ENGLEWOOD, Colorado (NYTIMES) - The cryptocurrency market was in ruins. But Tyler and Cameron Winklevoss were jamming.
The billionaire twins, best known for their supporting role in the creation of Facebook, twirled and shimmied across the stage with their new cover band, Mars Junction, at a concert venue outside Denver last week, the latest stop on a coast-to-coast tour. Tickets cost US$25 (S$35).
The Winklevosses, who are 40, were moonlighting as rockers just weeks after their US$7 billion company, Gemini, which offers a platform for buying and selling digital currencies, laid off 10 per cent of its staff. Since early May, more than US$700 billion has been wiped out in a devastating crypto crash, plunging investors into financial ruin and forcing companies like Gemini to slash costs.
Cryptocurrencies have long been held up as a vehicle for economic empowerment. Enthusiasts promote the digital coins - which are exchanged using networks of computers that verify transactions, rather than through a centralised entity like a bank - as a means for people of all backgrounds to achieve transformational wealth outside the traditional finance system.
But for all those supposedly egalitarian principles, crypto's collapse has revealed a yawning divide: As employees of crypto companies lose their jobs and ordinary investors suffer huge losses, top executives have emerged relatively unscathed.
No crypto investor has fully escaped the downturn. But a small group of industry titans accumulated immense wealth as prices spiked over the last two years, giving them an enviable cushion.
Many of them bought Bitcoin, Ether and other virtual currencies years ago, when prices were a small fraction of their current value. Some locked in their gains early, selling parts of their crypto holdings. Others run publicly traded crypto companies and cashed out of their stock or invested in real estate.
By contrast, many amateur traders flooded into the crypto market during the Covid-19 pandemic, when prices had already started soaring. Some poured in their life savings, leaving them vulnerable to a crash. Thousands also flocked to work for crypto companies, thinking it was a ticket to new riches. Now many of them have seen their savings vanish or have lost their jobs.
The fallout from the crypto crash follows the pattern of other financial downturns, said Mr Todd Phillips, director of financial regulation and corporate governance at the Centre for American Progress, a liberal think-tank.
"No matter what, those with money will end up being fine," he said.
The combined fortunes of the 16 richest crypto billionaires exceeded US$135 billion in March, Forbes estimated.
As at this week, the total was about US$76 billion, but most of the loss was suffered by a single billionaire, Mr Zhao Changpeng, chief executive of the crypto exchange Binance, whose US$65 billion fortune shrank to US$17.4 billion.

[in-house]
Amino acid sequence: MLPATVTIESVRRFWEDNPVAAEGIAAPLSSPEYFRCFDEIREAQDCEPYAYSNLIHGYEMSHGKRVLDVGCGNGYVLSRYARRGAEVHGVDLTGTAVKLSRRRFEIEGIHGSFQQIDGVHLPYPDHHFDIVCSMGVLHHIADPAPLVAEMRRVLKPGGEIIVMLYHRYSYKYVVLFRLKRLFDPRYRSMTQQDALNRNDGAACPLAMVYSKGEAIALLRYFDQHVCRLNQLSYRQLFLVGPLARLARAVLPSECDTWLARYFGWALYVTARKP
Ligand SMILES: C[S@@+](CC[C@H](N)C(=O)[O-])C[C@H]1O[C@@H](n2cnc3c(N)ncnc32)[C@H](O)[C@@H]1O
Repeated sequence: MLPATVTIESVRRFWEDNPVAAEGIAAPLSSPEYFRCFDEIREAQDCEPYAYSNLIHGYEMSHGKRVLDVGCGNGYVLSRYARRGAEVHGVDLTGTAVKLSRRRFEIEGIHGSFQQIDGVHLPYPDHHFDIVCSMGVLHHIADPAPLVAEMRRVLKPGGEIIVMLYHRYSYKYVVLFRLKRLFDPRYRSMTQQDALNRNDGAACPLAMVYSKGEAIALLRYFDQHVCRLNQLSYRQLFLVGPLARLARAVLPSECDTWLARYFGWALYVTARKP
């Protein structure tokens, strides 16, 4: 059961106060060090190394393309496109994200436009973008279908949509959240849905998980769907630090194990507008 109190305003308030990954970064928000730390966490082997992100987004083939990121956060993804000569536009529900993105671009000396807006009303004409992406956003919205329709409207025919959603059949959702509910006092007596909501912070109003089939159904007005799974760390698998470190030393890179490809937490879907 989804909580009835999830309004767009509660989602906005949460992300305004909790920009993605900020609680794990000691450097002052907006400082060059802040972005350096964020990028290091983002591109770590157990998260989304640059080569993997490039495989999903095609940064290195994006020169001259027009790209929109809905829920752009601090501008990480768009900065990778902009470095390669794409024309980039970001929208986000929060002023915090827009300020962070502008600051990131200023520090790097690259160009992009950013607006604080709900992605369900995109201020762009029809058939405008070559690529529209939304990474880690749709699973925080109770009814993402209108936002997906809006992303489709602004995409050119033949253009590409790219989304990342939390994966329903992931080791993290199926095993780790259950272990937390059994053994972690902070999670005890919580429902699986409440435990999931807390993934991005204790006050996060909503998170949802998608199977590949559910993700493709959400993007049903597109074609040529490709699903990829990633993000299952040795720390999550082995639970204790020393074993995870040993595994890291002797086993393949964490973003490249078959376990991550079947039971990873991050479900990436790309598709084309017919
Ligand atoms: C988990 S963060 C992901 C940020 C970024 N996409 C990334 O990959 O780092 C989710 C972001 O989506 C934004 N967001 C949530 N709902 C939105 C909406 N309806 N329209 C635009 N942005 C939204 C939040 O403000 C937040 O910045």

The Winklevoss twins, whose wealth stood at US$4 billion apiece before the crash, were each worth US$3.3 billion this week, according to Forbes.
For retail investors like Mr Ben Thompson, 33, the reality is different.
Mr Thompson, who lives in Sydney, lost about US$45,000 - half his savings - in the crash. He had dabbled in crypto since 2018 and planned to use the money to open a brewery.
"A lot of people who seemed quite reputable had a lot of confidence," Mr Thompson said. "The smaller people get taken advantage of."
The uneven effects of the crash are evident even within crypto companies. Coinbase, the largest crypto exchange in the United States, went public in April last year when interest in digital currencies was surging. As part of the company's public listing, CEO Brian Armstrong sold nearly US$300 million of stock. In December, he reportedly bought a US$133 million estate in the Los Angeles neighborhood of Bel-Air.
In total, six of Coinbase's top executives have sold shares worth more than US$850 million since April last year, according to Equilar, which tracks executive compensation.
Coinbase chief operating officer Emilie Choi has reaped about US$235 million, while chief product officer Surojit Chatterjee has sold US$110 million in shares.
Coinbase's stock, which peaked at about US$357 in November, now trades at US$51.
This month, as Coinbase grappled with falling prices and declining consumer interest in crypto, it laid off 18 per cent of its staff, or about 1,100 workers.
Mr Armstrong said the company had "over-hired".
Coinbase also rescinded hundreds of job offers. Some of those new hires had already quit their previous jobs, or were relying on Coinbase to maintain their work visas.
A Coinbase spokesman declined to comment on the layoffs and the rescinded offers.
She said that many of the share sales were part of the direct-listing process and that executives "maintain large positions in the company reflecting their commitment".
Still, unlike Coinbase, the vast majority of crypto companies are privately held, meaning their value is less tied to day-to-day price swings. That has provided executives at some companies a measure of protection.
"My personal net worth probably hasn't been affected too much," said Mr Ivan Soto-Wright, CEO of MoonPay, a US$3.4 billion crypto payments start-up. "We're sitting on a significant cash reserve."